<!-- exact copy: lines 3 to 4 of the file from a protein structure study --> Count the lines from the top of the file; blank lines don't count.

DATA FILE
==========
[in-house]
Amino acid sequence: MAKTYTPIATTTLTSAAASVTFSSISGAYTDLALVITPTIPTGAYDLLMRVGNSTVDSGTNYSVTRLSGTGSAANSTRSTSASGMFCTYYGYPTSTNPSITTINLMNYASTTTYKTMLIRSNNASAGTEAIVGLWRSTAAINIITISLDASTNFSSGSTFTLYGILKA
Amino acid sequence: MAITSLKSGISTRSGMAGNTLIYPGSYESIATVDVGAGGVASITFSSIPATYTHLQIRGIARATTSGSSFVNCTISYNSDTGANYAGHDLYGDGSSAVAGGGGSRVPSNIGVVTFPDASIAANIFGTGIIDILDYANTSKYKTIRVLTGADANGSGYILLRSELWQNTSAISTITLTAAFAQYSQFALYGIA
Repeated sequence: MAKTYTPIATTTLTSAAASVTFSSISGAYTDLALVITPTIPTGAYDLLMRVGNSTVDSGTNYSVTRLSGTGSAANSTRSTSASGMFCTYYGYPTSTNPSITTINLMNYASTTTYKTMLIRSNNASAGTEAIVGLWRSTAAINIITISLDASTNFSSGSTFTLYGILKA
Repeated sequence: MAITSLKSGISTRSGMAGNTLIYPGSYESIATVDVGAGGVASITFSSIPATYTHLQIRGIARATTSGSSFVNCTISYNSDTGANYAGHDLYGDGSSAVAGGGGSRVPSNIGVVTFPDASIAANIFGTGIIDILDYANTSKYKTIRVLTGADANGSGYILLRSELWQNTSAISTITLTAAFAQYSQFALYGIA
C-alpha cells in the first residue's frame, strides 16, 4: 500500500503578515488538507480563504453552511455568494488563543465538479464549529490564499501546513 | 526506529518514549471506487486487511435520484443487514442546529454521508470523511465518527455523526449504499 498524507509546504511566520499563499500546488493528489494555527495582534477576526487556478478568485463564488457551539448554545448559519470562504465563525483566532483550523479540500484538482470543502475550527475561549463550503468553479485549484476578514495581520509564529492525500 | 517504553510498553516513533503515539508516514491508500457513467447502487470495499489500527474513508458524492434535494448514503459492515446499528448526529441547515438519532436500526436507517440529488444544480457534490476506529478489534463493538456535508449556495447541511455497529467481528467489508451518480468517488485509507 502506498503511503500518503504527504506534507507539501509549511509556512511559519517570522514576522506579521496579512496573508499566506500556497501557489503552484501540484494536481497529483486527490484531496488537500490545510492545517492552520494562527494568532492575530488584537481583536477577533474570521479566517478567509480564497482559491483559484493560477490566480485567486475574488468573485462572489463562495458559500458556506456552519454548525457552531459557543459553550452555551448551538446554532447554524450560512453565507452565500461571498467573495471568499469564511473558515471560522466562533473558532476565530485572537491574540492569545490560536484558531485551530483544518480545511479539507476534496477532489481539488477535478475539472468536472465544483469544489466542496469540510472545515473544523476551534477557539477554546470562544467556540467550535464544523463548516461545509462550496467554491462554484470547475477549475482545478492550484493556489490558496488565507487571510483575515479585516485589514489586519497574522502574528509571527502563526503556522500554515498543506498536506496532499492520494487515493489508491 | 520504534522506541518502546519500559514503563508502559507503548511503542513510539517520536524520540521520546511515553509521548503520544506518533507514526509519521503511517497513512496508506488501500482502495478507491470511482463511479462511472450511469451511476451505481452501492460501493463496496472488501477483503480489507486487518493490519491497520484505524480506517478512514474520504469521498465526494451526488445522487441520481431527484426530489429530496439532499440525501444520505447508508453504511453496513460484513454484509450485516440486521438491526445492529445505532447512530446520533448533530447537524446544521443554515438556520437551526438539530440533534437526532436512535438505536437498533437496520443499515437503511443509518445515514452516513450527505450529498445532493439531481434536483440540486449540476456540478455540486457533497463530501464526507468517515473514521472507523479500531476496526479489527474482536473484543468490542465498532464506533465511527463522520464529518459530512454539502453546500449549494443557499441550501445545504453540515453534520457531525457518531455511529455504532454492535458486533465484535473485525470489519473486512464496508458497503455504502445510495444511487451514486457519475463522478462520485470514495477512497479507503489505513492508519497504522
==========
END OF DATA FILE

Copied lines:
Amino acid sequence: MAITSLKSGISTRSGMAGNTLIYPGSYESIATVDVGAGGVASITFSSIPATYTHLQIRGIARATTSGSSFVNCTISYNSDTGANYAGHDLYGDGSSAVAGGGGSRVPSNIGVVTFPDASIAANIFGTGIIDILDYANTSKYKTIRVLTGADANGSGYILLRSELWQNTSAISTITLTAAFAQYSQFALYGIA
Repeated sequence: MAKTYTPIATTTLTSAAASVTFSSISGAYTDLALVITPTIPTGAYDLLMRVGNSTVDSGTNYSVTRLSGTGSAANSTRSTSASGMFCTYYGYPTSTNPSITTINLMNYASTTTYKTMLIRSNNASAGTEAIVGLWRSTAAINIITISLDASTNFSSGSTFTLYGILKA